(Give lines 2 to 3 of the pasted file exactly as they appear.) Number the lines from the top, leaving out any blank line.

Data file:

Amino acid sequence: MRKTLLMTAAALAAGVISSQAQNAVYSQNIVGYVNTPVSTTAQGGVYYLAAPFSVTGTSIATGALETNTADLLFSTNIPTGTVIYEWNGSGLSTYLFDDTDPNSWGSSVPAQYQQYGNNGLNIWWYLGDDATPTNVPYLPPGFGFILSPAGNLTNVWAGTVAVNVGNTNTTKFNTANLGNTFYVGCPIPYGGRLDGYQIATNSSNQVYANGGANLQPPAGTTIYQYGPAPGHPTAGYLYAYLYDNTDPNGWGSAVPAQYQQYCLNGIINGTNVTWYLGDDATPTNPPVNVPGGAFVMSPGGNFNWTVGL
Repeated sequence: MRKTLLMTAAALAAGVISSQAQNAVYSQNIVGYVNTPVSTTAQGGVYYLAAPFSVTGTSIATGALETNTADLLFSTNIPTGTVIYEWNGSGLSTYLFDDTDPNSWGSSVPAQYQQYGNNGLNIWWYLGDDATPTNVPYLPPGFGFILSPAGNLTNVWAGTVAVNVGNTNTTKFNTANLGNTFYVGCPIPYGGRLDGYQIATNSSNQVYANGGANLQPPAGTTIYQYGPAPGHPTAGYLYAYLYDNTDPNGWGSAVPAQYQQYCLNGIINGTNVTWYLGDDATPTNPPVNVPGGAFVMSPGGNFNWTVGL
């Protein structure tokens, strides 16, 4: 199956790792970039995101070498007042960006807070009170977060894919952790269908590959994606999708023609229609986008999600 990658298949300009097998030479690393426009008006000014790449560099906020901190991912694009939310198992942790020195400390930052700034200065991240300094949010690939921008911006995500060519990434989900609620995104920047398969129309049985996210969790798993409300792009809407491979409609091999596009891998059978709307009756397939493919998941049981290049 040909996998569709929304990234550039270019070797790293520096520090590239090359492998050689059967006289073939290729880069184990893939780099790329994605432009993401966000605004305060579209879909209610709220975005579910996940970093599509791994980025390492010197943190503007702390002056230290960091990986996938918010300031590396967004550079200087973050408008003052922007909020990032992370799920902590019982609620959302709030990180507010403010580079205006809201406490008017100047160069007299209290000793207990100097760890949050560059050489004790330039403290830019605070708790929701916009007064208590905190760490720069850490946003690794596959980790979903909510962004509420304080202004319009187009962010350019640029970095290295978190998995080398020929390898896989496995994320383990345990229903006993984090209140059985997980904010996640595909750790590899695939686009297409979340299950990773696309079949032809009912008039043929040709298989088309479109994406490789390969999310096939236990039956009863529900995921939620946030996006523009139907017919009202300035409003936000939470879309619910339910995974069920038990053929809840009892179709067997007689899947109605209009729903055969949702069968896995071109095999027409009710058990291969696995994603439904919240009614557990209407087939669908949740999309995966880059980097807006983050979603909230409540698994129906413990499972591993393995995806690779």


Repeated sequence: MRKTLLMTAAALAAGVISSQAQNAVYSQNIVGYVNTPVSTTAQGGVYYLAAPFSVTGTSIATGALETNTADLLFSTNIPTGTVIYEWNGSGLSTYLFDDTDPNSWGSSVPAQYQQYGNNGLNIWWYLGDDATPTNVPYLPPGFGFILSPAGNLTNVWAGTVAVNVGNTNTTKFNTANLGNTFYVGCPIPYGGRLDGYQIATNSSNQVYANGGANLQPPAGTTIYQYGPAPGHPTAGYLYAYLYDNTDPNGWGSAVPAQYQQYCLNGIINGTNVTWYLGDDATPTNPPVNVPGGAFVMSPGGNFNWTVGL
């Protein structure tokens, strides 16, 4: 199956790792970039995101070498007042960006807070009170977060894919952790269908590959994606999708023609229609986008999600 990658298949300009097998030479690393426009008006000014790449560099906020901190991912694009939310198992942790020195400390930052700034200065991240300094949010690939921008911006995500060519990434989900609620995104920047398969129309049985996210969790798993409300792009809407491979409609091999596009891998059978709307009756397939493919998941049981290049 040909996998569709929304990234550039270019070797790293520096520090590239090359492998050689059967006289073939290729880069184990893939780099790329994605432009993401966000605004305060579209879909209610709220975005579910996940970093599509791994980025390492010197943190503007702390002056230290960091990986996938918010300031590396967004550079200087973050408008003052922007909020990032992370799920902590019982609620959302709030990180507010403010580079205006809201406490008017100047160069007299209290000793207990100097760890949050560059050489004790330039403290830019605070708790929701916009007064208590905190760490720069850490946003690794596959980790979903909510962004509420304080202004319009187009962010350019640029970095290295978190998995080398020929390898896989496995994320383990345990229903006993984090209140059985997980904010996640595909750790590899695939686009297409979340299950990773696309079949032809009912008039043929040709298989088309479109994406490789390969999310096939236990039956009863529900995921939620946030996006523009139907017919009202300035409003936000939470879309619910339910995974069920038990053929809840009892179709067997007689899947109605209009729903055969949702069968896995071109095999027409009710058990291969696995994603439904919240009614557990209407087939669908949740999309995966880059980097807006983050979603909230409540698994129906413990499972591993393995995806690779």